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  • October 24, 2014 8:30 pmFigment Theater: Sessions @ Studio C
  • October 24, 2014 9:30 pmFigment Theater: Sessions @ Studio C
  • October 25, 2014Nationally Touring Headline Comedians @ Helium
  • October 25, 2014Nationally Touring Headline Comedians @ Heliun
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  • October 25, 2014 8:00 pmCrazy Cow Comedy
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  • October 25, 2014 9:30 pmThe Comedy Works
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  • October 29, 2014 8:00 pmComedy Masters
  • October 30, 2014 8:30 pmFigment Theater: Sessions @ Studio C
  • October 30, 2014 9:00 pmThe Comedy Attic
  • October 31, 2014 8:00 amNationally Touring Headline Comedians @ Helium
  • October 31, 2014 7:00 pmThe Comedy Works
  • October 31, 2014 8:00 pmCrazy Cow Comedy
  • October 31, 2014 8:00 pmThe N Crowd
  • October 31, 2014 8:30 pmFigment Theater: Sessions @ Studio C
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“I’m So Relieved I Won’t Have to Face Any Disappointed Teammates After the Show” – Interview with Improviser Andy Moskowitz

Tomorrow night, New York-based-but-Philly-improviser-at-heart Andy Moskowitz returns to our fair city to debut his new one-man show, Andy, Please!  Here he is to talk about why he’s venturing off on his own, how he’ll do it, and what he’ll eat if it doesn’t go well.

andy moskowitz

WitOut: You’ve been in groups (Fletcher, ComedySportz Philly) and a duo (Jessica Tandy), and now you’re performing solo. What happened? Do you not like people anymore?

Andy Moskowitz:

SELF-DEPRECATING ANSWER: Actually, it’s the opposite. I love my friends so much that I’m sparing them the pain of working with me. This show is an act of mercy.

NO, BUT SERIOUSLY THOUGH: I’ve been amazed by solo improv since seeing Jill Bernard in Drum Machine at the ’09 Del Close Marathon. She built a believable, fully populated world using only her voice, her body, and a few chairs. It was incredible and looked impossible, but it planted the seed. Since moving to New York, I’ve seen beautiful solo work from Andrew Yurman-Glaser (Upstate), Shaccottha Fields (One Deep) and many others at the Magnet Theater. Somewhere along the line, I decided to stop day-dreaming and start practicing. That was about five months ago.

WO: What’s it like working with Rick Andrews as your director? How did you guys find each other?

AM:

SELF-DEPRECATING ANSWER: Every second I spend with the brilliant Rick Andrews is a painful reminder of my own mediocrity. My mother picked him for me so I’d never forget my natural limitations.

NO, BUT SERIOUSLY THOUGH: I’ve known Rick since the first Duofest. He’s a true professional. As a performer, his work is consistently excellent. As a director, he’s really helped me get over bad habits like thinking and pre-planning. (You wouldn’t believe how easily solo improv can put you back in your head— even if you’re an experienced performer.) Working with Rick, I’ve been able to surprise myself just by reacting naturally to own my choices. It’s a great feeling, and apparently it’s pretty fun to watch, too.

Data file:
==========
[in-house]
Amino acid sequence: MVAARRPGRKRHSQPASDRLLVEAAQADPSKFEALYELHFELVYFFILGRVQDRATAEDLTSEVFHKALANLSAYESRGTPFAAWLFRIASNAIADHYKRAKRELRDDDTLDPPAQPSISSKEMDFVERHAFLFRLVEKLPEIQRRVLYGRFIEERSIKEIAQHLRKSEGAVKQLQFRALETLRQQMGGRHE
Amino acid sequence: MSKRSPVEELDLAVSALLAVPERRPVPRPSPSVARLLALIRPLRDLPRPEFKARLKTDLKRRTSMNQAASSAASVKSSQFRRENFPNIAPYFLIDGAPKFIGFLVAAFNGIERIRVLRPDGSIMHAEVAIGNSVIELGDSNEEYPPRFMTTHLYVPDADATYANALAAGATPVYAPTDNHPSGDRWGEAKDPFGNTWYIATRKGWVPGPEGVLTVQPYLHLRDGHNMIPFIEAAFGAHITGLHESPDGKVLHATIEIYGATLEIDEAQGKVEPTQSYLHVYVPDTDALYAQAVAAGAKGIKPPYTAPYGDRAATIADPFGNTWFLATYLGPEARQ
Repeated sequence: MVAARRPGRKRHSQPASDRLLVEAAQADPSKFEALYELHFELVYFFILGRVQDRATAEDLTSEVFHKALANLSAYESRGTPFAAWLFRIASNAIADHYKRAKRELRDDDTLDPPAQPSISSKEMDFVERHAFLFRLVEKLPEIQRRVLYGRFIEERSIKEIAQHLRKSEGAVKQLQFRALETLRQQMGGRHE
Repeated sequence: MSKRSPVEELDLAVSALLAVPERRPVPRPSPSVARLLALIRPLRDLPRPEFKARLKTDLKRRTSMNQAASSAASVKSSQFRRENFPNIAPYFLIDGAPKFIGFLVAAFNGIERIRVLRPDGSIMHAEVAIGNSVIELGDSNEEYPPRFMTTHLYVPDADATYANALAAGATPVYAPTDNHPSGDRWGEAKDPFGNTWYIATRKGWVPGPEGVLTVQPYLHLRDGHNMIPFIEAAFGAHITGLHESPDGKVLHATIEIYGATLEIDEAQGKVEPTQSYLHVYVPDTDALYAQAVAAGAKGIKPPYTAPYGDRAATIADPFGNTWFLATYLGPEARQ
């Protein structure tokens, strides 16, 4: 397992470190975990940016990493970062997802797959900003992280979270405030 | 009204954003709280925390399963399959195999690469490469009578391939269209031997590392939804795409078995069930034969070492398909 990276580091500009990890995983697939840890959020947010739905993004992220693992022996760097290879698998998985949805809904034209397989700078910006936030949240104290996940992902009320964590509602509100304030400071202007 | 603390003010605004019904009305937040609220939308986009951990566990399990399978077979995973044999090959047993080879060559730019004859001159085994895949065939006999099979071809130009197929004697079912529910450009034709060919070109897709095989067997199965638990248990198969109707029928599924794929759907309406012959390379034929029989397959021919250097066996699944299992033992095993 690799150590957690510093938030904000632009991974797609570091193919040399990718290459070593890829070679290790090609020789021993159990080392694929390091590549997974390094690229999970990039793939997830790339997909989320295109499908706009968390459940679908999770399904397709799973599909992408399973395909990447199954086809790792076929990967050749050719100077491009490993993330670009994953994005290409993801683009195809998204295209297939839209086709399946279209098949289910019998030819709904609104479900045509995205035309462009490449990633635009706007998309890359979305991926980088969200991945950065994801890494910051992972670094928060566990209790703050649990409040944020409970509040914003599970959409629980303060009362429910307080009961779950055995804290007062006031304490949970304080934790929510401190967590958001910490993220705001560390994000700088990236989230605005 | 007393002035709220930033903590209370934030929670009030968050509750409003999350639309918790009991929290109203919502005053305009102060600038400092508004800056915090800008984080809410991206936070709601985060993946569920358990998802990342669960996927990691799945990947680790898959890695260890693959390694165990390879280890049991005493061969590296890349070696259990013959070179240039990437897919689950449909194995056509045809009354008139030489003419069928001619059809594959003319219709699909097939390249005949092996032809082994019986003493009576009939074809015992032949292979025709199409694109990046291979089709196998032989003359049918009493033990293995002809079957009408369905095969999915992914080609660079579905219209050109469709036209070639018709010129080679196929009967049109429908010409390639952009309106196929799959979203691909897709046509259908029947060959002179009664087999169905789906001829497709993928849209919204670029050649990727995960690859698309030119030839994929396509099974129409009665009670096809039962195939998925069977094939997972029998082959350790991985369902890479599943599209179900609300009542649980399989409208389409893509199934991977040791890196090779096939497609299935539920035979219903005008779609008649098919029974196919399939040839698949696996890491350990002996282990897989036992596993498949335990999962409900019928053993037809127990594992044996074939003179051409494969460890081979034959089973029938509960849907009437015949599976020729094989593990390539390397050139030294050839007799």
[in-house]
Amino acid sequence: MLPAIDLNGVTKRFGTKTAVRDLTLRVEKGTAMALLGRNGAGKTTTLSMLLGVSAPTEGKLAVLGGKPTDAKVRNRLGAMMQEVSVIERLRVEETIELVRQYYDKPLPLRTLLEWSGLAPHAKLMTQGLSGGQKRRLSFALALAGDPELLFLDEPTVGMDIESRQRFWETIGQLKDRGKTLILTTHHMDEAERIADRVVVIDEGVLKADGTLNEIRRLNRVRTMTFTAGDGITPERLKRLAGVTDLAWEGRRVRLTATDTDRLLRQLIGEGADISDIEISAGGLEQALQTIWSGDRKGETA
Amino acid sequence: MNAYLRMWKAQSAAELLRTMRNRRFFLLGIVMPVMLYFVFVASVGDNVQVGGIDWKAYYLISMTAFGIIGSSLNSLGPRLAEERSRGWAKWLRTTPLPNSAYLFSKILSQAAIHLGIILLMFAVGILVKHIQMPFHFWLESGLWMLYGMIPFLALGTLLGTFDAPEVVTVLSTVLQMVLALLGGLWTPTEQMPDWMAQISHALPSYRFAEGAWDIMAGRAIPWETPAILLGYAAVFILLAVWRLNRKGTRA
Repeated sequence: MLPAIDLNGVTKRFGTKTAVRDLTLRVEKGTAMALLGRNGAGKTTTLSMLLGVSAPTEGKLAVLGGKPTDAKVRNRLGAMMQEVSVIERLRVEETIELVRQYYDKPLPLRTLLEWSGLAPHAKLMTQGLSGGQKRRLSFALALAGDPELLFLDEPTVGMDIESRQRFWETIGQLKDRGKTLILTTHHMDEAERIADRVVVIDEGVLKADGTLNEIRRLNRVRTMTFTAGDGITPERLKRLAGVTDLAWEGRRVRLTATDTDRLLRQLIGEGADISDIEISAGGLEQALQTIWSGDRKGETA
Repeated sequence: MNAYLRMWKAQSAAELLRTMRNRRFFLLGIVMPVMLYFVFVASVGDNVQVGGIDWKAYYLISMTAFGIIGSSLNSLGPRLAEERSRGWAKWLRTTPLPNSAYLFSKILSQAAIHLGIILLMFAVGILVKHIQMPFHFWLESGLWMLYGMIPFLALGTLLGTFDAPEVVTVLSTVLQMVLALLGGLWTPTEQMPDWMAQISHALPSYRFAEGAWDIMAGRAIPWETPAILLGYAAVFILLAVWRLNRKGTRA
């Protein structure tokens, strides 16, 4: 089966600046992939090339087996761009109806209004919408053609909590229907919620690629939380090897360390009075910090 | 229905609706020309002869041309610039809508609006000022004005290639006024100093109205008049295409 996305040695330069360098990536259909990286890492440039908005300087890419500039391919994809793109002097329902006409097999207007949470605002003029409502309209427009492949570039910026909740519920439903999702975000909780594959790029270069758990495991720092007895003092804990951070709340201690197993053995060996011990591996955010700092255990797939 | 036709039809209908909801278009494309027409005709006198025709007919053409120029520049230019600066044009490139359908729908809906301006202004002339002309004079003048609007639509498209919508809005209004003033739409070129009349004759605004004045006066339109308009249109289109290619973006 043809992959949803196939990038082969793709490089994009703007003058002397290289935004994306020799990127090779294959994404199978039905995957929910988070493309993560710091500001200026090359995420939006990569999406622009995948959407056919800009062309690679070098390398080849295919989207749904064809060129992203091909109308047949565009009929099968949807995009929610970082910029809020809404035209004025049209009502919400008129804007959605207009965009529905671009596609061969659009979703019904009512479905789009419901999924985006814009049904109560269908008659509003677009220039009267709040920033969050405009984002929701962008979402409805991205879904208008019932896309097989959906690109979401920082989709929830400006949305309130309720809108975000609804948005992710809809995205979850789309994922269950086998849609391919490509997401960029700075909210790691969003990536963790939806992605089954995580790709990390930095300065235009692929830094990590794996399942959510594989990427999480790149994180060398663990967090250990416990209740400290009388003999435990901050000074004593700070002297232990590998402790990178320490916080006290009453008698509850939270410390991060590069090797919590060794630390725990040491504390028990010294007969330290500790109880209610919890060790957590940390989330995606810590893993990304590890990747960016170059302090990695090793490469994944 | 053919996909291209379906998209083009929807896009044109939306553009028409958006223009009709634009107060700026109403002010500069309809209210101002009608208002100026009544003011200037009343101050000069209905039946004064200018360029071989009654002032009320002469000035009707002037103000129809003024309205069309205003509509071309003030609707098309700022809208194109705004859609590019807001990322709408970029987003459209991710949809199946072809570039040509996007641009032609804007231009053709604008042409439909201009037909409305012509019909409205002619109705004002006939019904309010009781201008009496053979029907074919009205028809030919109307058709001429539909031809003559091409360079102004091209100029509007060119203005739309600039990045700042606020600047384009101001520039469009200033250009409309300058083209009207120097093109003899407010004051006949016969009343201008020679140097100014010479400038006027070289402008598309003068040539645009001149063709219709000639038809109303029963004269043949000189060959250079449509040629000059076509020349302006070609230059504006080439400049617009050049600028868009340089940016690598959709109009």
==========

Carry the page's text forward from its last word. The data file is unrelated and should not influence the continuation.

WO: How many characters do you think you can handle playing at once?  Do you have a certain number as a goal?

AM:

SELF-DEPRECATING ANSWER: I can do parodic and satirical versions of myself, so two. I can also do decent impression of me, but I don’t have the voice down yet. (It’s nasal and Jewy but weirdly feminine—a heinous mix.) So two-and-a-half?

NO, BUT SERIOUSLY THOUGH: There’s no set goal, but I tend to play five. In one practice set I managed six, although the sixth guy was just a river cop who sped by on a water-Segway. The show is a monoscene in a single location, but it’s structured like a Harold in that I start with scenic “beats” featuring pairs of characters. Ultimately I try to pull things together, and that’s usually when unexpected characters pop up.

WO: Why did you choose Philadelphia as the city to debut this new show?

AM:

SELF-DEPRECATING ANSWER: If the show bombs, I can drive to Geno’s and eat my shame.

NO, BUT SERIOUSLY THOUGH: I love PHIT and still feel deeply connected to the theater and its community, even though I don’t live in Philly anymore. Debuting this show anywhere else just wouldn’t feel right. Also, I’m only half-joking about Geno’s.

WO: What are you most looking forward to about doing a show all by yourself—and what about it most scares you (if anything)?

AM:

SELF-DEPRECATING ANSWER: I’m so relieved I won’t have to face any disappointed teammates after the show. (I’ve already covered up my mirrors!)

NO, BUT SERIOUSLY THOUGH: I’ve made a conscious decision to feel zero anxiety about the show. Looking back on my best practice sets, I was never worried about where the show was going—I was just having fun exploring my characters, listening to myself and responding honestly. As long as I do that, the show takes care of itself. As Jill Bernard recently told me about solo improv, “ain’t nothin’ to it but to do it.” It’s so true.

‘Andy, Please’ is this Tuesday, March 5th at Philly Improv Theater at The Shubin (407 Bainbridge Street) at 7pm. Admission is $5 online in advance; $8 at the door.

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